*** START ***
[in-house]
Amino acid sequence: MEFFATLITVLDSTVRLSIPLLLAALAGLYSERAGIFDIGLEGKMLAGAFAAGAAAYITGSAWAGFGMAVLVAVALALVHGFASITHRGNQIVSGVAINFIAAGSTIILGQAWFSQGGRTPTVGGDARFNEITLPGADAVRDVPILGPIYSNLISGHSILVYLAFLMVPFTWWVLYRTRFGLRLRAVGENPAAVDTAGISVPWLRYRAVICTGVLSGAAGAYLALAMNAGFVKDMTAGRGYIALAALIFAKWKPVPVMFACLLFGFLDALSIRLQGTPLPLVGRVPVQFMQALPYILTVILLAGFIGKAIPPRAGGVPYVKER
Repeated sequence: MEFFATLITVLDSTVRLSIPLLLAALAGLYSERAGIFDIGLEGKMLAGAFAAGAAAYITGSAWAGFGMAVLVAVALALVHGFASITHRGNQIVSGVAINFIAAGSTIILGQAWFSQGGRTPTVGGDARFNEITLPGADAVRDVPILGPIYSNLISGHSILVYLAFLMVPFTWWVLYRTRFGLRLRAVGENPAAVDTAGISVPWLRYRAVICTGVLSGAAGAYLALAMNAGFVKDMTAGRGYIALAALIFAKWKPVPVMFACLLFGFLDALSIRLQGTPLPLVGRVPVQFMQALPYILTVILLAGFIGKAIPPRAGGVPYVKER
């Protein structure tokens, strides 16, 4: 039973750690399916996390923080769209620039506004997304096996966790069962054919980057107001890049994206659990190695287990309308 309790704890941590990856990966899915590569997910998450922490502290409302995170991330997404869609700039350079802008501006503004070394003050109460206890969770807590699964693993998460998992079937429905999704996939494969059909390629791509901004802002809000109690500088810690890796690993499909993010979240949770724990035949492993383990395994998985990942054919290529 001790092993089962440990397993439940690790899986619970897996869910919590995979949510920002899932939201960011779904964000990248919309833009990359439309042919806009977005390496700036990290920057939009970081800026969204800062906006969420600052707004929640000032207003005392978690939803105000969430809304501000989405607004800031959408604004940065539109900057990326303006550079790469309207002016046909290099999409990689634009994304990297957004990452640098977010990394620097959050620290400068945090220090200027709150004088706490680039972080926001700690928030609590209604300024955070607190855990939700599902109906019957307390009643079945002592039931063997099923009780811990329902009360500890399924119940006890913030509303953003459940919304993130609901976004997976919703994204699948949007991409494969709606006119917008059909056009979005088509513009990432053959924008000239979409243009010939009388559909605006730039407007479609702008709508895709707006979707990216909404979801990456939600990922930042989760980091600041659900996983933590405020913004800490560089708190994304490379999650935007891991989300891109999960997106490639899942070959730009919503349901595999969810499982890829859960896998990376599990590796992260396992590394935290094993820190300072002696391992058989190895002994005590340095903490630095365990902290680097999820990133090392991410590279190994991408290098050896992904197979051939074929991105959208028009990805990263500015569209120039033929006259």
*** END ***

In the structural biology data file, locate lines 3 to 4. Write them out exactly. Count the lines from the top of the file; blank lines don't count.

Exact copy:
Repeated sequence: MEFFATLITVLDSTVRLSIPLLLAALAGLYSERAGIFDIGLEGKMLAGAFAAGAAAYITGSAWAGFGMAVLVAVALALVHGFASITHRGNQIVSGVAINFIAAGSTIILGQAWFSQGGRTPTVGGDARFNEITLPGADAVRDVPILGPIYSNLISGHSILVYLAFLMVPFTWWVLYRTRFGLRLRAVGENPAAVDTAGISVPWLRYRAVICTGVLSGAAGAYLALAMNAGFVKDMTAGRGYIALAALIFAKWKPVPVMFACLLFGFLDALSIRLQGTPLPLVGRVPVQFMQALPYILTVILLAGFIGKAIPPRAGGVPYVKER
């Protein structure tokens, strides 16, 4: 039973750690399916996390923080769209620039506004997304096996966790069962054919980057107001890049994206659990190695287990309308 309790704890941590990856990966899915590569997910998450922490502290409302995170991330997404869609700039350079802008501006503004070394003050109460206890969770807590699964693993998460998992079937429905999704996939494969059909390629791509901004802002809000109690500088810690890796690993499909993010979240949770724990035949492993383990395994998985990942054919290529 001790092993089962440990397993439940690790899986619970897996869910919590995979949510920002899932939201960011779904964000990248919309833009990359439309042919806009977005390496700036990290920057939009970081800026969204800062906006969420600052707004929640000032207003005392978690939803105000969430809304501000989405607004800031959408604004940065539109900057990326303006550079790469309207002016046909290099999409990689634009994304990297957004990452640098977010990394620097959050620290400068945090220090200027709150004088706490680039972080926001700690928030609590209604300024955070607190855990939700599902109906019957307390009643079945002592039931063997099923009780811990329902009360500890399924119940006890913030509303953003459940919304993130609901976004997976919703994204699948949007991409494969709606006119917008059909056009979005088509513009990432053959924008000239979409243009010939009388559909605006730039407007479609702008709508895709707006979707990216909404979801990456939600990922930042989760980091600041659900996983933590405020913004800490560089708190994304490379999650935007891991989300891109999960997106490639899942070959730009919503349901595999969810499982890829859960896998990376599990590796992260396992590394935290094993820190300072002696391992058989190895002994005590340095903490630095365990902290680097999820990133090392991410590279190994991408290098050896992904197979051939074929991105959208028009990805990263500015569209120039033929006259």